Fire bell: Amazon-owned Ring recalls 350,000 smart doorbells sold in the US and Canada after reports of them overheating an bursting into flames
- Doorbell’s battery can overheat when incorrect screws are used for installation
- Fires have resulted in ‘minor property damage’ and a few reports of ‘minor burns’
- Issue affects 350,000 units of the second-gen Ring video doorbell sold in the US
Amazon’s home security arm Ring has recalled 358,000 of its smart doorbells sold in North America after some of them caught fire.
After receiving complaints of property damage and ‘minor burns’, the company has recalled units of its £89 second-generation video doorbell, released this year.
The doorbell’s battery can overheat when the incorrect screws are used for installation, posing fire and burn hazards, according to a notice posted by the US Consumer Product Safety Commission (CPSC).
The issue affects about 350,000 units sold in the US and another 8,700 sold in Canada, and UK users are unaffected, Amazon told MailOnline.
Ring doorbells allow users to monitor their home remotely with live video streams and notifications on their smartphone, thanks to its in-built camera.
This recall involves Ring Video Doorbell (second generation, pictured), with model number 5UM5E5
‘Ring has received 85 incident reports of incorrect doorbell screws installed with 23 of those doorbells igniting, resulting in minor property damage,’ the CPSC notice reads.
‘Consumers should immediately stop installing the recalled video doorbells and contact Ring for revised installation instructions.’
The firm received 85 incident reports of incorrect doorbell screws installed, with 23 of those doorbells igniting, resulting in minor property damage, and eight reports of minor burns.
The affected units, which have model number 5UM5E5, were purchased at electronics and home goods stores in the US and online at Amazon.com and Ring.com from June to October this year.
Consumers can determine if their doorbell is included in the recall by entering the doorbell’s serial number on the support page on Ring’s website or app.
The Ring logo is printed on the bottom front of the doorbell and the model and serial number are on a label on the back of the doorbell and the outer packaging.
Amazon told MailOnline that UK users are unaffected and will not need to worry about returning their Ring doorbells.
Consumers in the US and Canada can see if their doorbell is affected by the issue by entering the doorbell’s serial number (S/N) on the support page on Ring’s website or app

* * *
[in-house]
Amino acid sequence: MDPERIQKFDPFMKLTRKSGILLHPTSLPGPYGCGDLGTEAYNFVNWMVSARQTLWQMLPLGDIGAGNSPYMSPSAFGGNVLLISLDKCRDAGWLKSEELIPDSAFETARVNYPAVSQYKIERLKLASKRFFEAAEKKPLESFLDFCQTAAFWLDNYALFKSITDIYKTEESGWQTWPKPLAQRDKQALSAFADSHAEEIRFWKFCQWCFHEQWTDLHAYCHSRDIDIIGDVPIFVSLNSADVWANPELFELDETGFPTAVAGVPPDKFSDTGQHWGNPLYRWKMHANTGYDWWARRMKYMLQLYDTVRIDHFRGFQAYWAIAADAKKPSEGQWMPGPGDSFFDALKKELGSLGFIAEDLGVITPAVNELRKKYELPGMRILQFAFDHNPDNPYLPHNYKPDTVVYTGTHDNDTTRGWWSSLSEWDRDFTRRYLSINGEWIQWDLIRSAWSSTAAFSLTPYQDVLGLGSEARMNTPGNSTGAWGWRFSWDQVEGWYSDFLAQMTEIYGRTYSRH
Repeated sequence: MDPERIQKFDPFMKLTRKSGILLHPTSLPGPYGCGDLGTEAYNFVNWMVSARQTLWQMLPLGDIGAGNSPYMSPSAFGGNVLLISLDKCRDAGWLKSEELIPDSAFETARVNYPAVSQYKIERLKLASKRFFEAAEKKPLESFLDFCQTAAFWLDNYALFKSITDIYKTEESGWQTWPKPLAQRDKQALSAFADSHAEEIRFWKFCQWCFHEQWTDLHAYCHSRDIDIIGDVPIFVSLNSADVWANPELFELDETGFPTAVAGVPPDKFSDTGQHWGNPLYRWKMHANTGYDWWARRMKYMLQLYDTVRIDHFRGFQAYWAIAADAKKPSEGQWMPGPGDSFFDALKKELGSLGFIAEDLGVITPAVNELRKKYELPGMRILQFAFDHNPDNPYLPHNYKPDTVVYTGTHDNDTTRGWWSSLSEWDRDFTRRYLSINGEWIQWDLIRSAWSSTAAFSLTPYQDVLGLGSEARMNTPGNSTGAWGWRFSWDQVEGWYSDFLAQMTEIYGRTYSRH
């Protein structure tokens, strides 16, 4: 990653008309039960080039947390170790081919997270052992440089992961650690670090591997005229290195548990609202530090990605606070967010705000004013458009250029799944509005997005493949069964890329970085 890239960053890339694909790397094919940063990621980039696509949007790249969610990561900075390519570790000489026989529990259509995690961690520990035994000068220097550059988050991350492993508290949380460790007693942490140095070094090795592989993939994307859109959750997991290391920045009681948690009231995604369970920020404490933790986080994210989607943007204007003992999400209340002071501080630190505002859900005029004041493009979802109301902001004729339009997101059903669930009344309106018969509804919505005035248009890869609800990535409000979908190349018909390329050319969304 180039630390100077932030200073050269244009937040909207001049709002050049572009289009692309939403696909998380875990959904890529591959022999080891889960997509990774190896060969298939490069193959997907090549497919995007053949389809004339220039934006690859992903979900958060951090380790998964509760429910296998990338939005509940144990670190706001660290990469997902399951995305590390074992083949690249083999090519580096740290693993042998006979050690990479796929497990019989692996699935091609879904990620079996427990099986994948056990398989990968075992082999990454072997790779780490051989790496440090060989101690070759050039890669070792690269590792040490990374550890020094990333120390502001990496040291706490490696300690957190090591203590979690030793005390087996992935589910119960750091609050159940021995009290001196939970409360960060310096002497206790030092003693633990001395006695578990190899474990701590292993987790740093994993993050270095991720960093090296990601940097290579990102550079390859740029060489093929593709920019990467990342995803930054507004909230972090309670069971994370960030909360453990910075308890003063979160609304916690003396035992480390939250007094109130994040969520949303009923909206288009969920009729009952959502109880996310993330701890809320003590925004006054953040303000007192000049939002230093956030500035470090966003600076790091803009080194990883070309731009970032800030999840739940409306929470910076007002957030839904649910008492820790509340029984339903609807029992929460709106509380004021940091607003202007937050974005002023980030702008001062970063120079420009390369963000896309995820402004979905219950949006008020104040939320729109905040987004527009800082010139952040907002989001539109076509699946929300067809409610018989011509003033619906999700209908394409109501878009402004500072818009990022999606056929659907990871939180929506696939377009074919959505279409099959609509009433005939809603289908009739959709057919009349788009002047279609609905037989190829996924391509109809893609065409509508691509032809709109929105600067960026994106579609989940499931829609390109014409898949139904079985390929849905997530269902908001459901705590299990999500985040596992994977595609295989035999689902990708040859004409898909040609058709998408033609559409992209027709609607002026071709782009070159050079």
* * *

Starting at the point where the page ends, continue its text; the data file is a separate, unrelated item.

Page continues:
‘The safety of our customers is of the utmost importance to us,’ a spokesperson said.
‘We have contacted known customers who own a second-gen Ring video doorbell to ensure they receive the updated user manual and are following the device installation instructions.’
Ring doorbells integrate with voice-controlled Alexa devices in the home to launch real-time video.
This means users are able to see and speak to visitors from your smartphone, tablet or PC wherever they are – or be on the look out for intruders remotely.
The connected Ring app allows users to receive motion-activated alerts whenever someone triggers the sensor or presses the doorbell.
Ring revealed a heap of new products in September this year, including a weird home surveillance drone that flies around the house when homeowners aren’t there and keeps an eye out for intruders.
It consists of a flying black camera, powered by rotor blades, that automatically takes off from a stationary white dock if it detects movement in the house.
Unveiled by Ring, the Always Home Cam can fly to check if the stove is off or the window is still open while the user is away.
The camera streams a live view of what’s going on in the user’s home to their smartphone via the Ring app, in case of unwelcome visitors.
The drone only records when it is in the air and makes a sound when it flies, so any people in the house know it is recording.
Amazon said was inspired to create a security product that could move more freely throughout the home to ‘give more viewpoint flexibility’.
The US firm also unveiled an updated spherical design for its Echo smart speakers and a new cloud gaming service.
Amazon’s home security business has been growing since its acquisition of Ring in February 2018.
WHAT IS RING AND WHY DID AMAZON BUY IT?
Amazon acquired home security startup Ring for a reported £700 million ($1 billion).
The home security startup sells doorbells that capture video and audio.
Clips can be streamed on smartphones and other devices, while the doorbell even allows homeowners to remotely chat to those standing at their door.
Ring sells doorbells (left) that capture video and audio. Clips can be streamed on smartphones and other devices, while the doorbell even allows homeowners to remotely chat to those standing at their door
Ring promotes its gadgets as a way to catch package thieves, a nuisance that Amazon has been looking to remedy.
Amazon late last year unveiled its own smart lock and camera combination called Amazon Key in a move into home security.
Key is designed to provide a secure and trackable way for packages to be delivered inside homes when people aren’t there.
Amazon has bought home security startup Ring for a reported £700 million ($1 billion)
Ring’s doorbell could work well with Amazon Key, which lets delivery personnel put packages inside a home to avoid theft or, in the case of fresh food, spoiling.
California-based Ring first caught the spotlight with a failed quest for funding about five years ago on reality television show Shark Tank.
Ring went on to win backing from the likes of billionaire Richard Branson and Amazon’s Alexa Fund.